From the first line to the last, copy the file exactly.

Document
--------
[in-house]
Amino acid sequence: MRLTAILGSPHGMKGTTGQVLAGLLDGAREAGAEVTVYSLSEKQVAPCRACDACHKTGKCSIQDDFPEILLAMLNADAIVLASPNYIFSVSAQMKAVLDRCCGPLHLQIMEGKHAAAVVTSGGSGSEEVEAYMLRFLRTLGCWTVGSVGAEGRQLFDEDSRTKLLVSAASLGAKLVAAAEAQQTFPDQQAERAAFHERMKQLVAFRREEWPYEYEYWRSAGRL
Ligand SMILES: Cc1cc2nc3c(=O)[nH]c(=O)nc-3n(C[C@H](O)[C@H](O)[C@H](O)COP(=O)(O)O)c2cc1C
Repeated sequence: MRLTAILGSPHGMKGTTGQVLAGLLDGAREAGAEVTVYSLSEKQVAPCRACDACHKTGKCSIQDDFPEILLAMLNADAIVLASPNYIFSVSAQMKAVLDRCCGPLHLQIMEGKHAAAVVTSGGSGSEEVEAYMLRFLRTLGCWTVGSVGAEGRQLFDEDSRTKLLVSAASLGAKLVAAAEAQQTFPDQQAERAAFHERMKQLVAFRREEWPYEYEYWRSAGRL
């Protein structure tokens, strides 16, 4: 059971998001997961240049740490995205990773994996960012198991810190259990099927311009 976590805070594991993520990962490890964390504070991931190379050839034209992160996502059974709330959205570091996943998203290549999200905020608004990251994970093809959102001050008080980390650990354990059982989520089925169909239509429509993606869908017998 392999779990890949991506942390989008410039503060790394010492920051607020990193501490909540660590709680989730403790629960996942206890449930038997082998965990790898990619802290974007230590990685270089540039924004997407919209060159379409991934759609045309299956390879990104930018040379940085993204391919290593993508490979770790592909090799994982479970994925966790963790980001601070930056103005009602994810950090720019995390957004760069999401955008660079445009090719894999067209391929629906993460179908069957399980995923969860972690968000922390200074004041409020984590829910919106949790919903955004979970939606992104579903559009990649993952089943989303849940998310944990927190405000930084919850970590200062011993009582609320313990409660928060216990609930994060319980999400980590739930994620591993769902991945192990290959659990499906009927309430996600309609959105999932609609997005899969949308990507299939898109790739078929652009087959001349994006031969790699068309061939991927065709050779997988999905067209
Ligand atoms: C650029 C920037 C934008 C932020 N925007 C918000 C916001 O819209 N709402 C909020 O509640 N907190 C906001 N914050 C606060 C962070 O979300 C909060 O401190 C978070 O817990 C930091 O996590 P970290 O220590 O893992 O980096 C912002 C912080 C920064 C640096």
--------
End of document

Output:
[in-house]
Amino acid sequence: MRLTAILGSPHGMKGTTGQVLAGLLDGAREAGAEVTVYSLSEKQVAPCRACDACHKTGKCSIQDDFPEILLAMLNADAIVLASPNYIFSVSAQMKAVLDRCCGPLHLQIMEGKHAAAVVTSGGSGSEEVEAYMLRFLRTLGCWTVGSVGAEGRQLFDEDSRTKLLVSAASLGAKLVAAAEAQQTFPDQQAERAAFHERMKQLVAFRREEWPYEYEYWRSAGRL
Ligand SMILES: Cc1cc2nc3c(=O)[nH]c(=O)nc-3n(C[C@H](O)[C@H](O)[C@H](O)COP(=O)(O)O)c2cc1C
Repeated sequence: MRLTAILGSPHGMKGTTGQVLAGLLDGAREAGAEVTVYSLSEKQVAPCRACDACHKTGKCSIQDDFPEILLAMLNADAIVLASPNYIFSVSAQMKAVLDRCCGPLHLQIMEGKHAAAVVTSGGSGSEEVEAYMLRFLRTLGCWTVGSVGAEGRQLFDEDSRTKLLVSAASLGAKLVAAAEAQQTFPDQQAERAAFHERMKQLVAFRREEWPYEYEYWRSAGRL
């Protein structure tokens, strides 16, 4: 059971998001997961240049740490995205990773994996960012198991810190259990099927311009 976590805070594991993520990962490890964390504070991931190379050839034209992160996502059974709330959205570091996943998203290549999200905020608004990251994970093809959102001050008080980390650990354990059982989520089925169909239509429509993606869908017998 392999779990890949991506942390989008410039503060790394010492920051607020990193501490909540660590709680989730403790629960996942206890449930038997082998965990790898990619802290974007230590990685270089540039924004997407919209060159379409991934759609045309299956390879990104930018040379940085993204391919290593993508490979770790592909090799994982479970994925966790963790980001601070930056103005009602994810950090720019995390957004760069999401955008660079445009090719894999067209391929629906993460179908069957399980995923969860972690968000922390200074004041409020984590829910919106949790919903955004979970939606992104579903559009990649993952089943989303849940998310944990927190405000930084919850970590200062011993009582609320313990409660928060216990609930994060319980999400980590739930994620591993769902991945192990290959659990499906009927309430996600309609959105999932609609997005899969949308990507299939898109790739078929652009087959001349994006031969790699068309061939991927065709050779997988999905067209
Ligand atoms: C650029 C920037 C934008 C932020 N925007 C918000 C916001 O819209 N709402 C909020 O509640 N907190 C906001 N914050 C606060 C962070 O979300 C909060 O401190 C978070 O817990 C930091 O996590 P970290 O220590 O893992 O980096 C912002 C912080 C920064 C640096």